We looked to Hawaiʻi's vibrant culture of artisanal craftsmanship when designing the hand-braided leather straps on the Kāhiko—which simulate traditional rope braiding.
From beach to trail to Kaka‘ako’s urban art street scene, the Nalukai Kapa Boot is built for any modern adventure. Featuring water-resistant waxed canvas and moisture-wicking microfiber lining.
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From beach to land and back again, the classic ‘Ohana is made to let kids roam, tumble, explore. Weather-resistant and floats.
Shop Boys’ ‘Ohana
So light, so airy and so brightly colored, our slip-on Pehuea Maka Girls is made to keep up with her adventurous spirit.
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Hikianalia is the companion sailing canoe of the iconic Hōkūle‘a and summons the wayfaring wisdom passed down by its Hawaiian ancestors to navigate the sea.
Hawai’i has a small town feel. If you went to high school with someone, there’s a chance you’ll be crossing paths later on in life. It’s no surprise then, that two local artists from the same Oahu high school ended up coming back together later in life to create Pow! Wow! — the global street art festival with its roots in Hawai’i.
Back in 2011, Kamea Hadar and Jasper Wong set out to create a collaborative art event in Hawai’i. They wanted to put their island on the map for art, and create a setting where talented Hawaiian artists no longer needed to leave for bigger cities to pursue their career. By inviting artists from across the world to come and paint murals for a week in Oahu, they were —unknowingly — laying the building blocks for a global art festival that would eventually reach countries across the world, from Taiwan to Israel, and Japan to mainland US. Yet back in its early days, it was a self-funded, grassroots event, where the biggest challenges were finding walls that could be painted and accomodation for the incoming artists.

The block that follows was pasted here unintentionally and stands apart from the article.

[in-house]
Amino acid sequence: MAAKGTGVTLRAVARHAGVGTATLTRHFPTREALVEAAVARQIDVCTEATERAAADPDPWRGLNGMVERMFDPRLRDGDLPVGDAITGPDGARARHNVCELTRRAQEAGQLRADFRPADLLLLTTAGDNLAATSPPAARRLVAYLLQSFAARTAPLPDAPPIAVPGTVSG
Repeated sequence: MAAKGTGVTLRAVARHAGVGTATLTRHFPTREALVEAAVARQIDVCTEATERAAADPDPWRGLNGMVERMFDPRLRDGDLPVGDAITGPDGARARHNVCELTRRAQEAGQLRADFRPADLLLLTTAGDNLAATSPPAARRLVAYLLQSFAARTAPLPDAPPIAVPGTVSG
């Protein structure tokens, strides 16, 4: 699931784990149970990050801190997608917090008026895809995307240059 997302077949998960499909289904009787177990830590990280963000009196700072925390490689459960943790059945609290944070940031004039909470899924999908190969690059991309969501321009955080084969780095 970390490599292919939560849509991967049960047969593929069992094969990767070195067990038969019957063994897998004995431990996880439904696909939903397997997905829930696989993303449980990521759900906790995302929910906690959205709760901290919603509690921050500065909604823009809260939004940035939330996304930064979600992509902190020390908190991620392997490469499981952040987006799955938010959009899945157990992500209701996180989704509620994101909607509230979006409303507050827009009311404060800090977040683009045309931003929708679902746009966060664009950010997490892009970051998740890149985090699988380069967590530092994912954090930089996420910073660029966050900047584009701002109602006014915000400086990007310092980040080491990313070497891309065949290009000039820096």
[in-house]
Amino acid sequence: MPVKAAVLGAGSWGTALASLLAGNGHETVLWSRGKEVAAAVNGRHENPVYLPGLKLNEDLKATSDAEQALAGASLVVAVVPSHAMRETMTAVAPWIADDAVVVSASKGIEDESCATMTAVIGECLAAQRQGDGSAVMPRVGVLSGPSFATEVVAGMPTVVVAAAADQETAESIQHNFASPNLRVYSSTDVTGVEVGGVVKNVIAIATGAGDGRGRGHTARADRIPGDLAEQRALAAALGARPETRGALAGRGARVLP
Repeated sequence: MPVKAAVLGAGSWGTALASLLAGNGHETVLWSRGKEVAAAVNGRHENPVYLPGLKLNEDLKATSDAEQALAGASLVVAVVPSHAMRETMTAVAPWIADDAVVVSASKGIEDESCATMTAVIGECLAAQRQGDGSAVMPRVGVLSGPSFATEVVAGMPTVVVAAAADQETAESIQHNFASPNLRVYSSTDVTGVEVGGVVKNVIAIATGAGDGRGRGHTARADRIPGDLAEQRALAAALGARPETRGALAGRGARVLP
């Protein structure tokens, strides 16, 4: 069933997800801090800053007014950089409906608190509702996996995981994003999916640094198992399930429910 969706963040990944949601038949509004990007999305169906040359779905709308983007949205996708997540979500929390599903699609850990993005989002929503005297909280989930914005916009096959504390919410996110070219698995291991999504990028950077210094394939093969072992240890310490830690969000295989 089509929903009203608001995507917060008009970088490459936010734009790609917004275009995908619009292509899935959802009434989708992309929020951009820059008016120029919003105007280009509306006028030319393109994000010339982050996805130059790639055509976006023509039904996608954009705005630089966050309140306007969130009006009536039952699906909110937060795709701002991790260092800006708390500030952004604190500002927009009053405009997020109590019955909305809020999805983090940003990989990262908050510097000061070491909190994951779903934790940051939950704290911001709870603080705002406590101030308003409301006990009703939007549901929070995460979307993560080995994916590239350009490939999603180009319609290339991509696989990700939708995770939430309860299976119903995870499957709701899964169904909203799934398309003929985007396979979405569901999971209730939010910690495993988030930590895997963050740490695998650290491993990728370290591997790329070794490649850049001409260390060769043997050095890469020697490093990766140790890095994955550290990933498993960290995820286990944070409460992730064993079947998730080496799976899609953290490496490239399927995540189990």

In fact, it was this need for a roof over the artists’ heads that led to Kamea becoming an intrinsic part of Pow! Wow!. “Daniel Ito called me out of the blue one day and asked if I remembered Jasper from high school,” Kamea tells us. “He told me he wanted to do this art event in Hawai’i but needed a house for the artists. My dad is a contractor (and an artist) and had literally just finished building a big house on our property on the North Shore that he was intending to use for artistic retreats. It was one of those meant-to-be moments!” For the next four years the artists of Pow! Wow! would crash at Kamea’s house, creating a family vibe that seems to have continued through the Pow! Wow! events, even if today the artists stay in hotels.
Kamea’s own artwork has grown as the event itself blooms into an international art phenomenon. During the 2013 Pow! Wow! he painted his first large scale mural — an image of his wife’s face — that he considers the true starting point of his mural career. Ironically, it almost didn’t happen. He was offered the wall on the Thursday and was exhausted from his work putting the event together and considered turning down the opportunity. But with the help of fellow artist and good friend Rone, he worked for two days straight and created what he now classes as his all time favorite mural. If you are lucky enough to walk through the streets of Kakaako, you will still see this mural today.
The event has taken Kamea far and wide, and even back to his family roots in Israel in 2017 where he organized a smaller scale event reminiscent of Pow! Wow!’s earlier days. Yet nothing beats Hawai’i. “I grew up here,” he explains. “ I love everything about Hawaii! I love exposing outsiders to its beautiful places and people. I really care about the place and I want to better the art scene here. When I grew up I was told I could either be an artist or live in Hawaii - not both. I want to change that.”
It would seem he is well on his way to achieving that goal. This year’s Pow! Wow! is once again attracting super talented, well-known artists from across the world, including Daniel Arsham and Tokidoki co-founder Simone Legno. Yet no matter how large and impressive the event becomes, it will always stay true to its founding principles: Process is just as important as the finished product, and Collaboration.
Welcome to our ʻOhana
WELCOME TO OUR ʻOhana (FAMILY)!
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